With high-tech companies needing less capital due to advancements in technology, startup development methodology and online marketing, we have seen a Renaissance in angel investing. While angel investors participate in part for the excitement of engaging with entrepreneurs and placing bets on the future, they also do it for the expectation of significant financial returns. Various studies of angel investing published in the last decade estimate aggregate returns to angels on the order of 18-37% per year, well above market. The catch is that 50-70% of angels make less than what they invest. Returns are very unevenly distributed and this begs the question to what extent is portfolio theory fundamental to angel returns.
The best data set with detailed investment & exit information comes from the Angel Investor Performance Project by the Kauffman Foundation. The data was collected by surveying angels who belong to angel groups. Cleaning the data and restricting to the domain I was interested in—first round investments in early-stage high-tech companies—yielded a data set about the returns of 56 angels with exits from 112 companies. The data show the type of skewed distribution one would expect from early stage investing:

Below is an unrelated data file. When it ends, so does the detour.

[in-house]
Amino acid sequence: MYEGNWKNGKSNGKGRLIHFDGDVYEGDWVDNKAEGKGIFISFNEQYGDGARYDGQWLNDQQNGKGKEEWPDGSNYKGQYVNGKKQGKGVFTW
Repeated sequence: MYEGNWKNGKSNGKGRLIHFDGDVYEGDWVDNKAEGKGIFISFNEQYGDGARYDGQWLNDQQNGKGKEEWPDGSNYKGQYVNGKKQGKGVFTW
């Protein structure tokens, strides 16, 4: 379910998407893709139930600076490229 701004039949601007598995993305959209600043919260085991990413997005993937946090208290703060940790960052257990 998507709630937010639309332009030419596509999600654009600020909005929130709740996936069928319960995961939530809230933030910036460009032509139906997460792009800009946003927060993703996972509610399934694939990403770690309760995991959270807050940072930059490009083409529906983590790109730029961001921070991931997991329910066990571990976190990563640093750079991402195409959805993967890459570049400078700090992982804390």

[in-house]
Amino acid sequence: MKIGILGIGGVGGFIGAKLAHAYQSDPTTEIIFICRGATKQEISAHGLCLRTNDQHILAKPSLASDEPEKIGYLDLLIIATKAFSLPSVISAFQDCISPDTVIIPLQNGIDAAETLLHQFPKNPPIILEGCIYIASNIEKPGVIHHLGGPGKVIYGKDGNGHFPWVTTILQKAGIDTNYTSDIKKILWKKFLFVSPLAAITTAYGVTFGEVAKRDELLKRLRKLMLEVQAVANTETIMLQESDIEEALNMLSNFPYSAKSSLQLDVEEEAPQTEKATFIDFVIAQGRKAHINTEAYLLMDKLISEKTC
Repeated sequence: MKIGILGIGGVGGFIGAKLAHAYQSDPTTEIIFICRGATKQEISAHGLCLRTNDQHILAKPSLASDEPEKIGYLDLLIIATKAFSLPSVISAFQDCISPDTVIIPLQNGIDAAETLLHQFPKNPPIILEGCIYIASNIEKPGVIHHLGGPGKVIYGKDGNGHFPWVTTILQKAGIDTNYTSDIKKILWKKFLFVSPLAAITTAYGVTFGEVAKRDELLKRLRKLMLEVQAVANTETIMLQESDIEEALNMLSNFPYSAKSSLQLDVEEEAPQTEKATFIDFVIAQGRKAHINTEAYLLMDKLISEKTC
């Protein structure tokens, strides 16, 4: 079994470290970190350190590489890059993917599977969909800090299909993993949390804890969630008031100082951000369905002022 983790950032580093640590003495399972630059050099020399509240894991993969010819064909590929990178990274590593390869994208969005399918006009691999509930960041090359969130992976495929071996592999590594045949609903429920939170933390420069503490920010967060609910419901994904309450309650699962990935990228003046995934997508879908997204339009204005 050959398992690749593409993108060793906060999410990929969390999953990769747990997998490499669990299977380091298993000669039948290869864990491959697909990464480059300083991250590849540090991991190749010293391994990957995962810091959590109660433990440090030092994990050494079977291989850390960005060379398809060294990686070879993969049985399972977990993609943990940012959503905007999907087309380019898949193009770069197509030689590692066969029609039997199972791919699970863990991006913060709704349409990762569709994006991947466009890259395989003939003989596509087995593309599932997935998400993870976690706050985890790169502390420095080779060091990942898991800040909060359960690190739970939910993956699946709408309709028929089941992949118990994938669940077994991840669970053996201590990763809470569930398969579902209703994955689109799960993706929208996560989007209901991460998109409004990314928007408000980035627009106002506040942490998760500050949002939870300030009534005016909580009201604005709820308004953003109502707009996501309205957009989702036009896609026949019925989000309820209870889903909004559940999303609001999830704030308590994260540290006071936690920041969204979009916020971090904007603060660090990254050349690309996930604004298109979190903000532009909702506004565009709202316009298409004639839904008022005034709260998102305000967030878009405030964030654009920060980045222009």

- 75% of exits happened between 2001 and 2006. There is some reason to believe that the data may have a slight bias towards negative returns as 50% of investments happened between 1995 and 2000. Angels may have been buying high and selling low.
- 3.2x cash-on-cash return for all investments put together (total dollars out divided by total dollars in). However, returns are extremely sensitive to big hits. A lucky angel put $600K in a software company in three rounds from 1988 to 1994. In 1996 the company went public and the person got a nice 55x return. Removing this one company from the sample drops the aggregate cash-on-cash return for all angels nearly in half to 1.8x.
- Of the companies angels invested in, 63% were complete write-offs for the angels involved.
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Author: Simeon Simeonov